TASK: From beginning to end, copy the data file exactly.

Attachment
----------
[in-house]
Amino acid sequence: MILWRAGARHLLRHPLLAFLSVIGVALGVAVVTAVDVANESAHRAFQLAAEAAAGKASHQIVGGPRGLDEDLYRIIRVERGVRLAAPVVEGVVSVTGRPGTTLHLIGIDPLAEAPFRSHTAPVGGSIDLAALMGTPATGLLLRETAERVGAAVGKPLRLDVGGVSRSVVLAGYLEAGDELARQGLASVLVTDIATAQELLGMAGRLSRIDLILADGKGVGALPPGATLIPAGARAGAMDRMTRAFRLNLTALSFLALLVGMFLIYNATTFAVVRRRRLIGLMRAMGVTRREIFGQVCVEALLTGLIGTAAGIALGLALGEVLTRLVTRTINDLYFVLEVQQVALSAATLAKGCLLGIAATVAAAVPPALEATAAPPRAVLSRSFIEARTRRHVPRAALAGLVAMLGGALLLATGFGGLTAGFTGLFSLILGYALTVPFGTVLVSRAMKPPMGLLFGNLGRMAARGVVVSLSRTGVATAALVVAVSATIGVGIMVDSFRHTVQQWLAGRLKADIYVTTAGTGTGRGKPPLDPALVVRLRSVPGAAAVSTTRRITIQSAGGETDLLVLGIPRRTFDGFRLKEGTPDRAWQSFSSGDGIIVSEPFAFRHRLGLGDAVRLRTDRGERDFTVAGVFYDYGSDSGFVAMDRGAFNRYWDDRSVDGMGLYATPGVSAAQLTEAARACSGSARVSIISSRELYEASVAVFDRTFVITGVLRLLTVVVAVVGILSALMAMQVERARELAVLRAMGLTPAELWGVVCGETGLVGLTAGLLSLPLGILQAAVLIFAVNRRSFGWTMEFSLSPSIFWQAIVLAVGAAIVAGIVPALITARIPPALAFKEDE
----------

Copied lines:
[in-house]
Amino acid sequence: MILWRAGARHLLRHPLLAFLSVIGVALGVAVVTAVDVANESAHRAFQLAAEAAAGKASHQIVGGPRGLDEDLYRIIRVERGVRLAAPVVEGVVSVTGRPGTTLHLIGIDPLAEAPFRSHTAPVGGSIDLAALMGTPATGLLLRETAERVGAAVGKPLRLDVGGVSRSVVLAGYLEAGDELARQGLASVLVTDIATAQELLGMAGRLSRIDLILADGKGVGALPPGATLIPAGARAGAMDRMTRAFRLNLTALSFLALLVGMFLIYNATTFAVVRRRRLIGLMRAMGVTRREIFGQVCVEALLTGLIGTAAGIALGLALGEVLTRLVTRTINDLYFVLEVQQVALSAATLAKGCLLGIAATVAAAVPPALEATAAPPRAVLSRSFIEARTRRHVPRAALAGLVAMLGGALLLATGFGGLTAGFTGLFSLILGYALTVPFGTVLVSRAMKPPMGLLFGNLGRMAARGVVVSLSRTGVATAALVVAVSATIGVGIMVDSFRHTVQQWLAGRLKADIYVTTAGTGTGRGKPPLDPALVVRLRSVPGAAAVSTTRRITIQSAGGETDLLVLGIPRRTFDGFRLKEGTPDRAWQSFSSGDGIIVSEPFAFRHRLGLGDAVRLRTDRGERDFTVAGVFYDYGSDSGFVAMDRGAFNRYWDDRSVDGMGLYATPGVSAAQLTEAARACSGSARVSIISSRELYEASVAVFDRTFVITGVLRLLTVVVAVVGILSALMAMQVERARELAVLRAMGLTPAELWGVVCGETGLVGLTAGLLSLPLGILQAAVLIFAVNRRSFGWTMEFSLSPSIFWQAIVLAVGAAIVAGIVPALITARIPPALAFKEDE